It usually takes about six months to make a full recovery from ACL reconstruction. But to start with, it’s important not to do too much. Your leg should be up when you’re not moving around or doing your exercises. Avoid too much standing or walking. If your knee starts to swell, you’ve overdone it. It takes about two weeks after ACL surgery to be able to walk without crutches, fully straighten your leg and bend it to 90 degrees. If you have a desk-based job, you may be able to go back to work four to six weeks after your operation. This may be sooner if you work part-time. If you have an active job it will take longer – typically between four to six months – but this will depend on exactly how active your job is. It’s important to know how to get back to work after sick leave. If you have an active job, you’ll need to do this gradually. Speak to your surgeon for advice. Most people are able to go back to playing sport around six months after their operation. This varies from person to person though and will depend on the sport you play and how well you’re recovering. It’s important to follow your surgeon’s advice. During your recovery, you can take over-the-counter painkillers such as paracetamol or anti-inflammatory medicines, such as ibuprofen. Make sure you read the patient information that comes with your medicine and if you have any questions, speak to your pharmacist for advice. You can also apply ice packs (or frozen peas wrapped in a towel) to your knee to help reduce pain and swelling. Don't apply ice directly to your skin though, as it can damage it. You won’t be able to drive until your surgeon gives you the go-ahead. Some surgeons will let you drive if your left leg was the one operated on and you have a car with automatic gears. If you're in any doubt about driving, contact your motor insurer for their recommendations, and always follow your surgeon's advice. You shouldn’t fly on a long-haul flight for at least six weeks after your surgery. Your surgeon may recommend waiting longer, so it’s important to always follow their advice.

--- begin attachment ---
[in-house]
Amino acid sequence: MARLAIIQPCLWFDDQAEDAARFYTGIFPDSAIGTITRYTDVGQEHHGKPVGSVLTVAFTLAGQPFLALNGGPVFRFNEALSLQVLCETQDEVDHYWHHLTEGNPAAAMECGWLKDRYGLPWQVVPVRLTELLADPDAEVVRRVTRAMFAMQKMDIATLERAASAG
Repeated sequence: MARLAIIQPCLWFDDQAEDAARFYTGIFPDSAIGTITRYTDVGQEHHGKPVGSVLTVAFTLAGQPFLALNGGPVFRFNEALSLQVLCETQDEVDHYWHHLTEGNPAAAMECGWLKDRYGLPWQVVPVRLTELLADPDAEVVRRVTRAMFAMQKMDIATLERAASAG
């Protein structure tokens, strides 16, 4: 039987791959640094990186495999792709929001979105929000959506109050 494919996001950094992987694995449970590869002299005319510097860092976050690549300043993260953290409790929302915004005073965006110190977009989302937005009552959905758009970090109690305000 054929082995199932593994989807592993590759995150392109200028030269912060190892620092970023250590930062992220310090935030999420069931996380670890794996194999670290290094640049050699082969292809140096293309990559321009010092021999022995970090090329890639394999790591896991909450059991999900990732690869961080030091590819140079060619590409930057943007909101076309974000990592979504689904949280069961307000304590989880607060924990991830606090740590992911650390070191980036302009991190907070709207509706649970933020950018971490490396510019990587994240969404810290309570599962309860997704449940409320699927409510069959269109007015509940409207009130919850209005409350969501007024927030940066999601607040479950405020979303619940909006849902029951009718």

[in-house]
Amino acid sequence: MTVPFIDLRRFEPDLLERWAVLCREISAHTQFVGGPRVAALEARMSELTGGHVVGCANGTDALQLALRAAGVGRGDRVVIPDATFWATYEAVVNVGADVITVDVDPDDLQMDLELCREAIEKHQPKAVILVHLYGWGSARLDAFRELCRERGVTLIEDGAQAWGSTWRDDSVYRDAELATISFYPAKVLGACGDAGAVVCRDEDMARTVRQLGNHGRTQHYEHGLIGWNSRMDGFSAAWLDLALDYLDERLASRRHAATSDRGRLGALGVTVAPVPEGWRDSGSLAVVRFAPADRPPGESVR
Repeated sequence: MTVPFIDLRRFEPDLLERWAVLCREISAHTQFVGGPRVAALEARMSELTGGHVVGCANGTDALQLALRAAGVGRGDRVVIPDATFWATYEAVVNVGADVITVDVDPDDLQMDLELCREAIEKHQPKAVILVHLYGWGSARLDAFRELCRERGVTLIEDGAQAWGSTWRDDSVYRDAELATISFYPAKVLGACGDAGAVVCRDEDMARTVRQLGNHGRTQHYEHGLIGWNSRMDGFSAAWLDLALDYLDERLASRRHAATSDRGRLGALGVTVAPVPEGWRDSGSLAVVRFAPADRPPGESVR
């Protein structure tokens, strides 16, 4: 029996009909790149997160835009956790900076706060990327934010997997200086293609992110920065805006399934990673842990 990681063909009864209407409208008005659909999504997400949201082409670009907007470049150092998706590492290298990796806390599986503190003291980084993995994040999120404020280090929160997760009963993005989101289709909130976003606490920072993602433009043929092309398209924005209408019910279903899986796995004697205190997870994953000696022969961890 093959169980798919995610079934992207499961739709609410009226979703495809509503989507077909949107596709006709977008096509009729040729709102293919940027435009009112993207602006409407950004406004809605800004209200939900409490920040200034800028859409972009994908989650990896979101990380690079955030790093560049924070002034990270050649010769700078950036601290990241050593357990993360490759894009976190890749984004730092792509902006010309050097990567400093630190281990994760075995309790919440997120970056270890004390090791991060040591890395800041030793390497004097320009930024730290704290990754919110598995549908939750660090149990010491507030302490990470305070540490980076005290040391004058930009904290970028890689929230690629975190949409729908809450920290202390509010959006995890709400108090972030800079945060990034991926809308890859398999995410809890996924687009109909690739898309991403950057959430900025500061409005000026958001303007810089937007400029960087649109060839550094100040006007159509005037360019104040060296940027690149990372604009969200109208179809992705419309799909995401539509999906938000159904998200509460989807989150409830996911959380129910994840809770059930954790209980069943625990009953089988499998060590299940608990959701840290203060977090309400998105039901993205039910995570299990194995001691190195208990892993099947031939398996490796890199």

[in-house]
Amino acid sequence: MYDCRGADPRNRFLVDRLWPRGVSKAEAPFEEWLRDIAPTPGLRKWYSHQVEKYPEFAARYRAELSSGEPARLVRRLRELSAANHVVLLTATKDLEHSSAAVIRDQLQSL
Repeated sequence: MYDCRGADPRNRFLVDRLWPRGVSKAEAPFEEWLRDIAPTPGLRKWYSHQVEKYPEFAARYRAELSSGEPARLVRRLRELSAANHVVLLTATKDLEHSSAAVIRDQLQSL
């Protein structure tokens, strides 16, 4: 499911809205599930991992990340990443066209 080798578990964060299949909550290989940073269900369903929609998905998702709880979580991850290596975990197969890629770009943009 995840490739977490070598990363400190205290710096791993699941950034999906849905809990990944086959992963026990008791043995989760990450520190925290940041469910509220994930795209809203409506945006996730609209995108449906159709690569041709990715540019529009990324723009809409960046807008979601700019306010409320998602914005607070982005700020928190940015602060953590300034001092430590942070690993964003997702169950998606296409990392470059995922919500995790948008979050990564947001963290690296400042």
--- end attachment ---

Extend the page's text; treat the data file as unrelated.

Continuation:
Complications of ACL reconstruction

Complications are problems that occur during or after your operation. The possible complications of any operation include excessive bleeding, developing a blood clot, usually in a vein in your leg (deep vein thrombosis), or having an unexpected reaction to the anaesthetic.

The main complications of ACL reconstruction are listed below:

  • The graft used to repair your ACL may tear (graft failure). This happens in up to six in every hundred patients.
  • You might experience numbness along the outside of your upper leg, near where the surgical cuts were made. This is quite common and can be temporary or permanent.
  • Your knee joint may remain unstable if the graft tears or stretches.
  • There’s a risk of permanent stiffness in your knee, or less movement than you had before your injury (arthrofibrosis).
  • The tendon your graft was taken from may weaken and tear.
  • You might have long-term knee pain, or pain when you kneel down. This can be a problem if the tendon in your knee was used as the graft.
  • It’s possible that you could get an infection. Infection is rare, happening in about one in two hundred people who have ACL reconstruction. You’ll have IV antibiotics at the time of surgery to try and prevent it.